Save the seed! IP rights on seed and the impact on developing country farmers
Date: 26 June 2012
Time: 6.00pm - 8.00pm
Venue: Linklaters LLP, 1 Silk Street, London, EC2Y 8HQ
The IP group welcomes Teresa Anderson (The Gaia Foundation) and Dr Mike Adcock (Durham Law School, Durham University) to lead a discussion on how intellectual property rights over seeds in the developing world are changing the shape of agriculture.
Farmers all over the world have traditionally saved seed, carefully selecting the varieties most appropriate to local soil and resistant to local pests. However, as small scale farmers have come under growing pressure from governments to produce crops for export, genetically modified seeds and their promise of higher yields due to their resistance to pests and tolerance of herbicides have become an increasingly attractive option.
Yet this approach can create a dependence on commercial seed companies, from whom farmers are contracted to purchase their annual seed stock, with the potential to erode traditional practices and knowledge.
What role can the law play to ensure small-scale farmers in developing countries are able to continue to make a living from their land?
WTOThe World Trade Organisation is an international organisation whose main aim is to promote free trade of goods, services and intellectual property around the world. members are required to provide minimum intellectual property protection, including for new plant varieties, but the flexibilities provided by the Trade Related Intellectual Property Rights (TRIPS) agreement may allow countries to develop a ‘sui generis’ IP protection regime to balance the rights of the holder and the rights of the farmer . However, many states lack the technical and legal capacity to devise their own regime which puts farmers’ rights, and biodiversity, at risk.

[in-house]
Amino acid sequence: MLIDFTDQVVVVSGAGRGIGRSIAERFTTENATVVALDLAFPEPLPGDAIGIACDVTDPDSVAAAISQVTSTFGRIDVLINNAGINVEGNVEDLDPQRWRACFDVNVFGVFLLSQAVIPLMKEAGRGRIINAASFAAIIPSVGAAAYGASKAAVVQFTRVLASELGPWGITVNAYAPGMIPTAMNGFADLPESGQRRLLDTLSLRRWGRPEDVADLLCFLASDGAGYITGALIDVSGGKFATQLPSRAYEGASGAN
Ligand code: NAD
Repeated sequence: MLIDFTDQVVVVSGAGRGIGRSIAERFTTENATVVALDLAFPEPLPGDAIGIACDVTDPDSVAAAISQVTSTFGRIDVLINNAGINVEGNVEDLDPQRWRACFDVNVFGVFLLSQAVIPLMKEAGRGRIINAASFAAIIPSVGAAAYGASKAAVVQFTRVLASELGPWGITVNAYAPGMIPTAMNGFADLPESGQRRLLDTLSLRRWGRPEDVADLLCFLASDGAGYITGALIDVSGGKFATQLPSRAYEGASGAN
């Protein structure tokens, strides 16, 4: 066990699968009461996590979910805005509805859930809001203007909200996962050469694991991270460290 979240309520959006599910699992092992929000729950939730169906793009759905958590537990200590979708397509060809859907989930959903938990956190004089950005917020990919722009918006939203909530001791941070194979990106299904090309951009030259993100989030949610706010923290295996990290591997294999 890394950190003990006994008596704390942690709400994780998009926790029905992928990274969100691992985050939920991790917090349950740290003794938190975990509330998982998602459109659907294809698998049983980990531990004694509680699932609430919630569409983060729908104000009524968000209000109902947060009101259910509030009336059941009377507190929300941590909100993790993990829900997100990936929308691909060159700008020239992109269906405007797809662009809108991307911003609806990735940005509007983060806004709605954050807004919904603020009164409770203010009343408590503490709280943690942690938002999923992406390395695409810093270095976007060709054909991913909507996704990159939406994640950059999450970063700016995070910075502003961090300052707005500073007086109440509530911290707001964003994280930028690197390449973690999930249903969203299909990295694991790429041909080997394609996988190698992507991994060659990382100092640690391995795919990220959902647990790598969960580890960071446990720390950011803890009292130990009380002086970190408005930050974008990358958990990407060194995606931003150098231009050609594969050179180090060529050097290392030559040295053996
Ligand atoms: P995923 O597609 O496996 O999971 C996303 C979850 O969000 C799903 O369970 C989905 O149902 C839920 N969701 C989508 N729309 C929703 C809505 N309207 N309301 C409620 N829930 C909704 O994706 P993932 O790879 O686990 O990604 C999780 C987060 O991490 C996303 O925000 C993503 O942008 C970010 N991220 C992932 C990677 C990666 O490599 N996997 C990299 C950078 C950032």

To provide an introduction to issues under discussion at this event, we will be showing Seeds of Freedom, a new short film co-produced by the African Biodiversity Network and The Gaia Foundation exploring the history of commercial seed production and its impact on communities across the world, at the start of the session.
The screening will be held from 6pm – 6.30pm.
Following the film, our speakers will consider the social and environmental implications of intellectual property rights on seed, and explore how an IP framework and contractual practice need to develop to protect patent, seed and farmers.
Teresa Anderson is international advocacy officer for the African Biodiversity Network at the Gaia Foundation. Teresa helped to pioneer the very first "Transition Town" in Totnes, Devon and set up the food group, working with the community to build resilience in local food production, and reduce dependency on oil.
Dr Mike Adcock is a Lecturer at the Durham Law School, Durham University where he lectures on Intellectual Property and Biotechnology and the Relationship between science, law and bioethics. Dr Adcock has worked on an EU funded ‘Plant Intellectual Property’ looking at the attitudes towards, and use of, intellectual property rights by the European plant breeding community, and he published widely on intellectual property, farmers’ rights and bioethics.
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